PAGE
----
“Jonathan Bowden said that greatness lies in the mind and in the fist. Nietzsche combined both forms in the image of the warrior poet. For Bowden it was the image of the cultured thug. I give you Jonathan Bowden: cultured thug.”
—Greg Johnson, from the Foreword
“Jonathan Bowden was uniquely gifted as a cultural critic and revisionist, willing to explore the obscure areas of high and low culture, and apply ideas from the former to the analysis of the later, starting always from the supposition that inequality is a moral good. Bowden’s texts are dense and rich with reference and insight, yet remain entertaining and replete with humor.”
“Many men give speeches; Jonathan Bowden gave orations. To experience one of Bowden’s performances must have been something like hearing Maria Callas in her prime or witnessing one of Mussolini’s call to arms from a Roman balcony.
“As an intellectual, Jonathan was a Renaissance man, or perhaps a bundle of contradictions: his novels and paintings were of Joycean complexity, and yet, in his orations and non-fiction writings, he was able to cut to the essence of a philosophy or political development in a way that was immediately understandable and, indeed, useful for nationalists.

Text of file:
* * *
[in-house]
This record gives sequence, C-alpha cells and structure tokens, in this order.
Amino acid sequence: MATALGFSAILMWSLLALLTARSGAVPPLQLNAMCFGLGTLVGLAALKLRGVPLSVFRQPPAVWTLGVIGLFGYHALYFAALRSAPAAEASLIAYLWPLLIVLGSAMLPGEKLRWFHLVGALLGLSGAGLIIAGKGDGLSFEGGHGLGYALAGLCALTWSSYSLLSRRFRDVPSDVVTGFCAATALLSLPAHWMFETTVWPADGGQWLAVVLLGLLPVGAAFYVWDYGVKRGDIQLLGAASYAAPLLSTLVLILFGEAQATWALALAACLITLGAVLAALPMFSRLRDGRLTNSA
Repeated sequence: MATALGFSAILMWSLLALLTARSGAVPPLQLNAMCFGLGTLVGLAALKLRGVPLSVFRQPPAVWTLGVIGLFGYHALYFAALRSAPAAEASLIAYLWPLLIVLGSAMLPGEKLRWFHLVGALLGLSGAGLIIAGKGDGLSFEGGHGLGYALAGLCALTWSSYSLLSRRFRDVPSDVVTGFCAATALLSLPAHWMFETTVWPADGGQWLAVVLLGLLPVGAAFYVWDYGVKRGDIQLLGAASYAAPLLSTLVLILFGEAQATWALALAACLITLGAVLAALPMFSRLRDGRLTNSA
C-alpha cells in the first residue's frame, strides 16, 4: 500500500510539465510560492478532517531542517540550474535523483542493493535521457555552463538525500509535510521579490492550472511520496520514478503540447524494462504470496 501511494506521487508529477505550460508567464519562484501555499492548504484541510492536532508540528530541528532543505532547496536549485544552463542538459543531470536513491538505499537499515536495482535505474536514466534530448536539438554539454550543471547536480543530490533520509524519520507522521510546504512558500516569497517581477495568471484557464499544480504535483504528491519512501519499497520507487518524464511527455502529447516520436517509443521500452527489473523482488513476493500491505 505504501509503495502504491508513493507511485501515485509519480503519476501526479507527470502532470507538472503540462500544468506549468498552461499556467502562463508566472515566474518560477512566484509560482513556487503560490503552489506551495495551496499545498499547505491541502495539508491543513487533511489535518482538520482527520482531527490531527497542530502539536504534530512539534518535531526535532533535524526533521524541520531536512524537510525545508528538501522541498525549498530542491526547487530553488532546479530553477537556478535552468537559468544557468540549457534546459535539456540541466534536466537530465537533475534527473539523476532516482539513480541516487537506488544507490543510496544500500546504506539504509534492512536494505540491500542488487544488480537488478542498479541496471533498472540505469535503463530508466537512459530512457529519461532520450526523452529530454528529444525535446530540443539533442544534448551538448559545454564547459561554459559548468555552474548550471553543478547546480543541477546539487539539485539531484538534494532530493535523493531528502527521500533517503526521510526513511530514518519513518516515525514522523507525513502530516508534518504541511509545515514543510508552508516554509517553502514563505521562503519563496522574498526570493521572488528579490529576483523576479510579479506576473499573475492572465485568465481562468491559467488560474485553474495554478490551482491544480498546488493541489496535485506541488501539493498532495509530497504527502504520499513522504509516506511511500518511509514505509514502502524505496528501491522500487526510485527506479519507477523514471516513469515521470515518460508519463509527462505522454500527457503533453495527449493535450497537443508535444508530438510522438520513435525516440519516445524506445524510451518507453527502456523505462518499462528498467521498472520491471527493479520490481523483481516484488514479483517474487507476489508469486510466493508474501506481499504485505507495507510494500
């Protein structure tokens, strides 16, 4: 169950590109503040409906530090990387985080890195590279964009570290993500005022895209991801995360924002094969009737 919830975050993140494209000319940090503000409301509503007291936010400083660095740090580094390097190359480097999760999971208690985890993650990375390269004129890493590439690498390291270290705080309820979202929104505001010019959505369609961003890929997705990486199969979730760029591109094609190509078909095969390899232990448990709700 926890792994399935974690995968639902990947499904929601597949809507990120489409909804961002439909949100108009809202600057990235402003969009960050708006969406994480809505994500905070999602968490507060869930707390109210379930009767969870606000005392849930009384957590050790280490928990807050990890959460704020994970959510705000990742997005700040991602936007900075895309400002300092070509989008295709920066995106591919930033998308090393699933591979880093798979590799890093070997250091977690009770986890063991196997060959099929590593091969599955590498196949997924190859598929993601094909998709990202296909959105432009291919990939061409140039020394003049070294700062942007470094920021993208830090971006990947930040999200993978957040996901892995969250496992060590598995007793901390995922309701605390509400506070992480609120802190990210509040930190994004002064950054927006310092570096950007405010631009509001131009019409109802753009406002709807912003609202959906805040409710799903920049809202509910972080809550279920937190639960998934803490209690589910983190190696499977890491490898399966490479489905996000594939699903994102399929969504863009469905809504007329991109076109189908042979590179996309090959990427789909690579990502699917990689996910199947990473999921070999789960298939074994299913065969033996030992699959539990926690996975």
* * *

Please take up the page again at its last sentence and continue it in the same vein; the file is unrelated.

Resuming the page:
“Pulp Fascism could be called Bowden’s ‘unfinished symphony’– his attempt (not quite realized) to reveal the radical, ambivalent, and, in some cases, shockingly traditionalist undercurrents in pop culture.
“That which envelops our lives is taken for granted . . . and thus rarely properly analyzed and understood. Bowden brings new life to those characters and comic-book worlds we too often dismiss as child’s play.”
“What’s so important about comic books? As someone who has also written about comics, I answer thus: comic books are, like it or not, part of our modern popular culture, and we ignore that culture at our peril. For a very long time now, the Left has been practicing ‘deconstruction’ on our beliefs, our ideals, our traditions, our worldview, undermining the foundation upon which a people survive and thrive. It is high time that the New Right practices some deconstruction of its own. But Jonathan Bowden goes beyond negative criticism; indeed, a considerable portion of this volume is positive commentary on more healthy expressions to be found in comics, graphic novels, and fantasy literature – almost always in those works produced by racially European creators.”